Ketamine treatment to help rehabilitation from alcohol addiction

Conventional treatment for alcohol addiction

The 12 Step programme of Alcoholics Anonymous works and has, for over 85 years, helped hundreds of thousands of people regain their life to find and maintain sobriety.

Younger people are now seeking help in an alcohol detox clinic

rehab group session

It was not that long ago that the general age for people being admitted to The Haynes Clinic for residential alcohol treatment would be in the age group of 45 to 60.  Now it is more common for the younger age groups to seek help for their addiction.  This is largely due to a change in drinking habits and the way we drink. For example, if drinking at home, we will almost certainly pour larger measures than the standard measures poured out for us in a pub environment. The covid pandemic and working from home has also been a reason for some people to have increased their alcohol intake.  These changes have led to those with a predisposition to have an alcohol addiction to shorten the time that they need to seek help. Hence one of the reasons why younger people are accessing treatment.

Generally, people will be admitted for a 28-day residential alcohol treatment programme that will include a seven to ten day alcohol detox and a structured daily plan of therapy and attendance at AA meetings. At The Haynes Clinic we also offer, once a week, ongoing aftercare to act as further support.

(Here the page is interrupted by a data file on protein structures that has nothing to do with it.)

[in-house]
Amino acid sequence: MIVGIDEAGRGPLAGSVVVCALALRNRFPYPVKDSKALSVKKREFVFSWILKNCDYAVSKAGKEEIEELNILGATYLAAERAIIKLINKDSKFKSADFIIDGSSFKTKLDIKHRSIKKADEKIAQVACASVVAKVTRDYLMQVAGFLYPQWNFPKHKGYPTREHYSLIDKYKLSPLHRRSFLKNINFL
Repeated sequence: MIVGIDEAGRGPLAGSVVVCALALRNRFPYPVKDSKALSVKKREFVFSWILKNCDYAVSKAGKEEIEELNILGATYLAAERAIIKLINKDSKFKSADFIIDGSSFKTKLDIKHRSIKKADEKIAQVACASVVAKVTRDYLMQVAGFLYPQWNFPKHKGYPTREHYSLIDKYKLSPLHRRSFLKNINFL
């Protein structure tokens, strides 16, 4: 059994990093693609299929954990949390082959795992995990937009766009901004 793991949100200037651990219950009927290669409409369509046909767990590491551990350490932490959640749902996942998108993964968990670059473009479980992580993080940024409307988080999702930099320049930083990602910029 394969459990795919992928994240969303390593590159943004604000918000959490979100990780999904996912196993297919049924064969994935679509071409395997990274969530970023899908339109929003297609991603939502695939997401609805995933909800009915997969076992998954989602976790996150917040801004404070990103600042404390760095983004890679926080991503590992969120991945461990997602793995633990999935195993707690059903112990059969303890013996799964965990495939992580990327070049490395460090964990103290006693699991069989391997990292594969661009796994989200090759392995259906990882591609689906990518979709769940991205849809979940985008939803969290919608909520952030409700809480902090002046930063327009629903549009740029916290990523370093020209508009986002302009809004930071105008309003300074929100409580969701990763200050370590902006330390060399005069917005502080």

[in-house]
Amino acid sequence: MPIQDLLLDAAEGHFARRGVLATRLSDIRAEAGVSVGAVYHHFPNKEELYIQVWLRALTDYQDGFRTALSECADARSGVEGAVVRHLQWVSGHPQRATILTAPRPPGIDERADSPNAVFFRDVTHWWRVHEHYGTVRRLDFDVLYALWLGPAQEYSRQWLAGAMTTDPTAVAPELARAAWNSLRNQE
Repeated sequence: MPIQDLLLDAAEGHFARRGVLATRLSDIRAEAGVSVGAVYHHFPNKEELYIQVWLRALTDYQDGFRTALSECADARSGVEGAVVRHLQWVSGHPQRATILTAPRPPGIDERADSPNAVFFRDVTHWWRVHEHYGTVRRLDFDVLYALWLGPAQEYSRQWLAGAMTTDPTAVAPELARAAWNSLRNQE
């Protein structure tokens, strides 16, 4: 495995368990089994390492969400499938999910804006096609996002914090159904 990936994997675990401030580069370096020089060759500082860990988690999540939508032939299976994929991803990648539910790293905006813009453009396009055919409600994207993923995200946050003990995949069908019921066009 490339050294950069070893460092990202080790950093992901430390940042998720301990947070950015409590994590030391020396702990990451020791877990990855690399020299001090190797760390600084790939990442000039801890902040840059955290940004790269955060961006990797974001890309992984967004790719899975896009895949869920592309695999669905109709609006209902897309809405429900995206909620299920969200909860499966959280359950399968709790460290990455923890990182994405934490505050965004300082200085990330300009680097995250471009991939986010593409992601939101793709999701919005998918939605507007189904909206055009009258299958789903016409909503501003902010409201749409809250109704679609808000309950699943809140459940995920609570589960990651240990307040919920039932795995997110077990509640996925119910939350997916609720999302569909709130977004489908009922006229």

Changes required after addiction rehab

The individual who has completed treatment will need to make changes to their addictive thinking and behaviour once they have left the safe environment of an alcohol rehab or addiction clinic. They will have ongoing support from the rehab clinic and their 12 Step Programme to help them. They will still face a challenging time, though, especially in the early weeks and months following addiction rehab. This will be the case for all ages but for a younger person it will be particularly hard for them to accept the reality that they are facing a life without any alcohol.  They are also likely be thinking “how am I meant to have fun with my friends if they are all out partying and I am unable to join in?”.

Risk of relapse

The period that holds the highest risk for an alcohol relapse is within the first 6 months after leaving alcohol addiction treatment. It has been proven that it is during this time when we are trying to make changes to our life that we are most susceptible to relapse back to drinking alcohol again. Generally, once we relapse, we end up drinking what we used to drink before we went into alcohol addiction treatment plus more within a three-week period.  If an individual can get over this 6-month hurdle, they will generally go on to long term sobriety (with another high risk relapse point being at about a year). 

Research on the effectiveness of ketamine and therapy post alcohol detox

Researchers in England have been running clinical trials to test the effectiveness of the drug Ketamine, combined with therapy, to help people during the first 6-month after rehab treatment to prevent a relapse back to drinking alcohol. Early trials have shown that low doses of ketamine combined with psychological therapy can help people with an alcohol addiction to stay sober longer and effectively prevent a relapse.